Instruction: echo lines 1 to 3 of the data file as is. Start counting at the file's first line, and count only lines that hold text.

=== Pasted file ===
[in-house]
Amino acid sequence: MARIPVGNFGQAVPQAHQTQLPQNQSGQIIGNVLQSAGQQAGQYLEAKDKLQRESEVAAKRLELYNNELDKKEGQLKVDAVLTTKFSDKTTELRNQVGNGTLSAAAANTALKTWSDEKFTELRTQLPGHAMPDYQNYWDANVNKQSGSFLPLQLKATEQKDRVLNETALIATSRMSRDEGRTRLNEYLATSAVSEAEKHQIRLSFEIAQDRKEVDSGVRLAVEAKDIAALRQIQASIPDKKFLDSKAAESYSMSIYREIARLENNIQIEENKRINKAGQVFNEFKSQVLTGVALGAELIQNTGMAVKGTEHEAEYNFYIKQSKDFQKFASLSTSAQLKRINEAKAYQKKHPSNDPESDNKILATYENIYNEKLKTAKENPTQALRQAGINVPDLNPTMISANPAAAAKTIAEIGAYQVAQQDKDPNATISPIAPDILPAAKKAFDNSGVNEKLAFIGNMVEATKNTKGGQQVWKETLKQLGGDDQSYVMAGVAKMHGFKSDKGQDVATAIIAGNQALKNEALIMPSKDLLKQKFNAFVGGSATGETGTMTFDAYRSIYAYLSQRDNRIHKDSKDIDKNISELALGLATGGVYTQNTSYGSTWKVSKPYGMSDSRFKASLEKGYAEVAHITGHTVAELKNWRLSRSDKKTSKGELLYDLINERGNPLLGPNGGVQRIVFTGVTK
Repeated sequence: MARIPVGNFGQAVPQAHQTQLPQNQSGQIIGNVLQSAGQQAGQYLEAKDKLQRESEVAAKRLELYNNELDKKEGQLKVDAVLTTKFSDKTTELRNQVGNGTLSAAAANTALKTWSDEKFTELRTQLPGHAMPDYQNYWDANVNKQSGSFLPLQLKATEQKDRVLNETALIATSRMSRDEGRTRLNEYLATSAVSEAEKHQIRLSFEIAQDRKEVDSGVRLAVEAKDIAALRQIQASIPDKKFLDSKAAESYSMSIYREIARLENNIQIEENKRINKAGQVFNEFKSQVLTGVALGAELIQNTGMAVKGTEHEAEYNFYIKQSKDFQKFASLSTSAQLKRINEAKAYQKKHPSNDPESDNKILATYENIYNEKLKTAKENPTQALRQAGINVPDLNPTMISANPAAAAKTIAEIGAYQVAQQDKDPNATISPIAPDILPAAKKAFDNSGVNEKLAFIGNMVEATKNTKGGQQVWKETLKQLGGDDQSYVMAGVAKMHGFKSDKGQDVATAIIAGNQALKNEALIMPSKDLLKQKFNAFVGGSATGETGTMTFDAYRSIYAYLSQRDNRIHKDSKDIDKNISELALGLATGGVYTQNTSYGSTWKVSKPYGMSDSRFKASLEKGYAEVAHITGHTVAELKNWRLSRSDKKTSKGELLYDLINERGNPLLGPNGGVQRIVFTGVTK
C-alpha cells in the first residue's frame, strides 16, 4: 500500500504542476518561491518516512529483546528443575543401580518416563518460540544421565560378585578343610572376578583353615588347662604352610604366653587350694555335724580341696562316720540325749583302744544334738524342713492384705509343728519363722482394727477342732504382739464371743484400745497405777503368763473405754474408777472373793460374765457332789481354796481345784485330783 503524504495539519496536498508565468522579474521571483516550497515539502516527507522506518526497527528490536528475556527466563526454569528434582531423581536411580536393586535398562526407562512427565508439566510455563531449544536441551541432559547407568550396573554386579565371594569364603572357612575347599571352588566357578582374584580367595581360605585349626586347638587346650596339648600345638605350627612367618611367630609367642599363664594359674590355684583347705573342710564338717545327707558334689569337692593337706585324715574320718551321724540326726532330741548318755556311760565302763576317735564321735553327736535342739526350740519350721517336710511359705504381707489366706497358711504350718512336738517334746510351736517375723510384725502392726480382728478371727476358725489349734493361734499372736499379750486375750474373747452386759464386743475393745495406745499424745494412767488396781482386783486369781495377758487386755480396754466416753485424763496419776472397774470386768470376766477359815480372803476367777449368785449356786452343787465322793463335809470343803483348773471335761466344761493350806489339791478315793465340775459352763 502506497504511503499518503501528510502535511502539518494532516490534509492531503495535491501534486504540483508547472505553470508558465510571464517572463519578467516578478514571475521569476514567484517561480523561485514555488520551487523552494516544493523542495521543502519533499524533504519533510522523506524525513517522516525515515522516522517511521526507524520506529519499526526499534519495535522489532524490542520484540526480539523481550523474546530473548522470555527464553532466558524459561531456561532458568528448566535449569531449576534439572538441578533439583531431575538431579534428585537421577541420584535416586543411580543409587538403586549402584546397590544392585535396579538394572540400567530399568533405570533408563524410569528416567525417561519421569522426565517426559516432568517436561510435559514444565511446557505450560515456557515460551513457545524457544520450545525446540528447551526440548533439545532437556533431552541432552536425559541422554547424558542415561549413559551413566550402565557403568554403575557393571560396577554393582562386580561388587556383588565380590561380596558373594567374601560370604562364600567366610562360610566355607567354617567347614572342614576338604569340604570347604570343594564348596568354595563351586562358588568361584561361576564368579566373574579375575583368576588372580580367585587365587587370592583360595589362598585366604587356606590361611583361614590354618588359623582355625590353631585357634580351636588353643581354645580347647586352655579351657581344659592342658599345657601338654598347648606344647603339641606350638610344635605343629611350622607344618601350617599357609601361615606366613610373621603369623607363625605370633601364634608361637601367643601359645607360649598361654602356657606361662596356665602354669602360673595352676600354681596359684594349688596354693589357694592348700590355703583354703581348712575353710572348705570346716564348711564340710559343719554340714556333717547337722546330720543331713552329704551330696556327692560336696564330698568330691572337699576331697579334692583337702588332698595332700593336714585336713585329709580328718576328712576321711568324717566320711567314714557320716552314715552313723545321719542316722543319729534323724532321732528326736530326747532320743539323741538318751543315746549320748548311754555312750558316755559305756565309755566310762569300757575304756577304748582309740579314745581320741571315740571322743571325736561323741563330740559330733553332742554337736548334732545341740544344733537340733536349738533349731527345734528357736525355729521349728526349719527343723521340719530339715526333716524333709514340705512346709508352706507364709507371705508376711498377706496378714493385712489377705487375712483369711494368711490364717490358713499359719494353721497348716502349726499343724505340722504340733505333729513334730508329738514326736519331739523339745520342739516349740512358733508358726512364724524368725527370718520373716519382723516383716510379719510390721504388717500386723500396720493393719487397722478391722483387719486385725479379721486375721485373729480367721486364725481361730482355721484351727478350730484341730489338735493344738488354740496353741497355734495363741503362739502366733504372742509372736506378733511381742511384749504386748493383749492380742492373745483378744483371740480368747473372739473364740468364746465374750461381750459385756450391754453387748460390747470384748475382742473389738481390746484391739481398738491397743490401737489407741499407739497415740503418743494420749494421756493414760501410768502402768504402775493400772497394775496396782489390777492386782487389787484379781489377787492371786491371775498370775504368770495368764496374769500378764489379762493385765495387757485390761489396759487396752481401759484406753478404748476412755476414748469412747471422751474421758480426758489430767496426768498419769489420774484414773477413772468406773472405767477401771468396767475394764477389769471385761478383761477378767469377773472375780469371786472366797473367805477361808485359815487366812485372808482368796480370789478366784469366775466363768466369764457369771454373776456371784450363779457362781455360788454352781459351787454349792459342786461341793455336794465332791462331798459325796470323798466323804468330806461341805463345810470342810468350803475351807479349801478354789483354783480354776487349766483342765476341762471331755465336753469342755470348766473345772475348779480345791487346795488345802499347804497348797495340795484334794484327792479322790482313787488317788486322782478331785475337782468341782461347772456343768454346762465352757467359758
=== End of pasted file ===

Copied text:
[in-house]
Amino acid sequence: MARIPVGNFGQAVPQAHQTQLPQNQSGQIIGNVLQSAGQQAGQYLEAKDKLQRESEVAAKRLELYNNELDKKEGQLKVDAVLTTKFSDKTTELRNQVGNGTLSAAAANTALKTWSDEKFTELRTQLPGHAMPDYQNYWDANVNKQSGSFLPLQLKATEQKDRVLNETALIATSRMSRDEGRTRLNEYLATSAVSEAEKHQIRLSFEIAQDRKEVDSGVRLAVEAKDIAALRQIQASIPDKKFLDSKAAESYSMSIYREIARLENNIQIEENKRINKAGQVFNEFKSQVLTGVALGAELIQNTGMAVKGTEHEAEYNFYIKQSKDFQKFASLSTSAQLKRINEAKAYQKKHPSNDPESDNKILATYENIYNEKLKTAKENPTQALRQAGINVPDLNPTMISANPAAAAKTIAEIGAYQVAQQDKDPNATISPIAPDILPAAKKAFDNSGVNEKLAFIGNMVEATKNTKGGQQVWKETLKQLGGDDQSYVMAGVAKMHGFKSDKGQDVATAIIAGNQALKNEALIMPSKDLLKQKFNAFVGGSATGETGTMTFDAYRSIYAYLSQRDNRIHKDSKDIDKNISELALGLATGGVYTQNTSYGSTWKVSKPYGMSDSRFKASLEKGYAEVAHITGHTVAELKNWRLSRSDKKTSKGELLYDLINERGNPLLGPNGGVQRIVFTGVTK
Repeated sequence: MARIPVGNFGQAVPQAHQTQLPQNQSGQIIGNVLQSAGQQAGQYLEAKDKLQRESEVAAKRLELYNNELDKKEGQLKVDAVLTTKFSDKTTELRNQVGNGTLSAAAANTALKTWSDEKFTELRTQLPGHAMPDYQNYWDANVNKQSGSFLPLQLKATEQKDRVLNETALIATSRMSRDEGRTRLNEYLATSAVSEAEKHQIRLSFEIAQDRKEVDSGVRLAVEAKDIAALRQIQASIPDKKFLDSKAAESYSMSIYREIARLENNIQIEENKRINKAGQVFNEFKSQVLTGVALGAELIQNTGMAVKGTEHEAEYNFYIKQSKDFQKFASLSTSAQLKRINEAKAYQKKHPSNDPESDNKILATYENIYNEKLKTAKENPTQALRQAGINVPDLNPTMISANPAAAAKTIAEIGAYQVAQQDKDPNATISPIAPDILPAAKKAFDNSGVNEKLAFIGNMVEATKNTKGGQQVWKETLKQLGGDDQSYVMAGVAKMHGFKSDKGQDVATAIIAGNQALKNEALIMPSKDLLKQKFNAFVGGSATGETGTMTFDAYRSIYAYLSQRDNRIHKDSKDIDKNISELALGLATGGVYTQNTSYGSTWKVSKPYGMSDSRFKASLEKGYAEVAHITGHTVAELKNWRLSRSDKKTSKGELLYDLINERGNPLLGPNGGVQRIVFTGVTK